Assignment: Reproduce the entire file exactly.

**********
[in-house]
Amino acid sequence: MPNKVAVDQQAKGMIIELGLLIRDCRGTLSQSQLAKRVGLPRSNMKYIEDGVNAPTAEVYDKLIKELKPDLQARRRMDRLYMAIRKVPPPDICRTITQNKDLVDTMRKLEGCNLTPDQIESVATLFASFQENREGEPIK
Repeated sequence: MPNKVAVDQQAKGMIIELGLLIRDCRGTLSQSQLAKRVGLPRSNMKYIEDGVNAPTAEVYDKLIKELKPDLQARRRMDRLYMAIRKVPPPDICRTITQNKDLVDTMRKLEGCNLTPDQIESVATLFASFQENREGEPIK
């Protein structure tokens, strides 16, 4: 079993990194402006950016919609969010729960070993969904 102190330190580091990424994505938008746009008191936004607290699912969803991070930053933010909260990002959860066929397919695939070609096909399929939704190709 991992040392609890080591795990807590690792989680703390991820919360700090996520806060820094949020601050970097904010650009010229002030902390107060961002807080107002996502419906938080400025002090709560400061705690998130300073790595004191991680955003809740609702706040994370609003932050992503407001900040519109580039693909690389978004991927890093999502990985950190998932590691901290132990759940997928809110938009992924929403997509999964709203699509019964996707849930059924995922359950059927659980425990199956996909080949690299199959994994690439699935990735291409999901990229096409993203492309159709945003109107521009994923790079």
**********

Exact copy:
[in-house]
Amino acid sequence: MPNKVAVDQQAKGMIIELGLLIRDCRGTLSQSQLAKRVGLPRSNMKYIEDGVNAPTAEVYDKLIKELKPDLQARRRMDRLYMAIRKVPPPDICRTITQNKDLVDTMRKLEGCNLTPDQIESVATLFASFQENREGEPIK
Repeated sequence: MPNKVAVDQQAKGMIIELGLLIRDCRGTLSQSQLAKRVGLPRSNMKYIEDGVNAPTAEVYDKLIKELKPDLQARRRMDRLYMAIRKVPPPDICRTITQNKDLVDTMRKLEGCNLTPDQIESVATLFASFQENREGEPIK
């Protein structure tokens, strides 16, 4: 079993990194402006950016919609969010729960070993969904 102190330190580091990424994505938008746009008191936004607290699912969803991070930053933010909260990002959860066929397919695939070609096909399929939704190709 991992040392609890080591795990807590690792989680703390991820919360700090996520806060820094949020601050970097904010650009010229002030902390107060961002807080107002996502419906938080400025002090709560400061705690998130300073790595004191991680955003809740609702706040994370609003932050992503407001900040519109580039693909690389978004991927890093999502990985950190998932590691901290132990759940997928809110938009992924929403997509999964709203699509019964996707849930059924995922359950059927659980425990199956996909080949690299199959994994690439699935990735291409999901990229096409993203492309159709945003109107521009994923790079």